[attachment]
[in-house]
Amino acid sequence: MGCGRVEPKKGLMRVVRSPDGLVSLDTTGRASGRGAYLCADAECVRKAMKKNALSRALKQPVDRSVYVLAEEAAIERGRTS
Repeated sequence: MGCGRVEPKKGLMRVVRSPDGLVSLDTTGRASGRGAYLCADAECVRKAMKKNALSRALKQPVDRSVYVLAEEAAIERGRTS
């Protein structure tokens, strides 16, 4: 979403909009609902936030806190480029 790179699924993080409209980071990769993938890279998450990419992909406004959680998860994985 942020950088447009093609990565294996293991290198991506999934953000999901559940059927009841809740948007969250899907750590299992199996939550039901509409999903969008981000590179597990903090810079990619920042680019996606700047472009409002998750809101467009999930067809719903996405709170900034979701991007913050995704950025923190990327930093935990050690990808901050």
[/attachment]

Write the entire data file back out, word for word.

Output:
[in-house]
Amino acid sequence: MGCGRVEPKKGLMRVVRSPDGLVSLDTTGRASGRGAYLCADAECVRKAMKKNALSRALKQPVDRSVYVLAEEAAIERGRTS
Repeated sequence: MGCGRVEPKKGLMRVVRSPDGLVSLDTTGRASGRGAYLCADAECVRKAMKKNALSRALKQPVDRSVYVLAEEAAIERGRTS
């Protein structure tokens, strides 16, 4: 979403909009609902936030806190480029 790179699924993080409209980071990769993938890279998450990419992909406004959680998860994985 942020950088447009093609990565294996293991290198991506999934953000999901559940059927009841809740948007969250899907750590299992199996939550039901509409999903969008981000590179597990903090810079990619920042680019996606700047472009409002998750809101467009999930067809719903996405709170900034979701991007913050995704950025923190990327930093935990050690990808901050």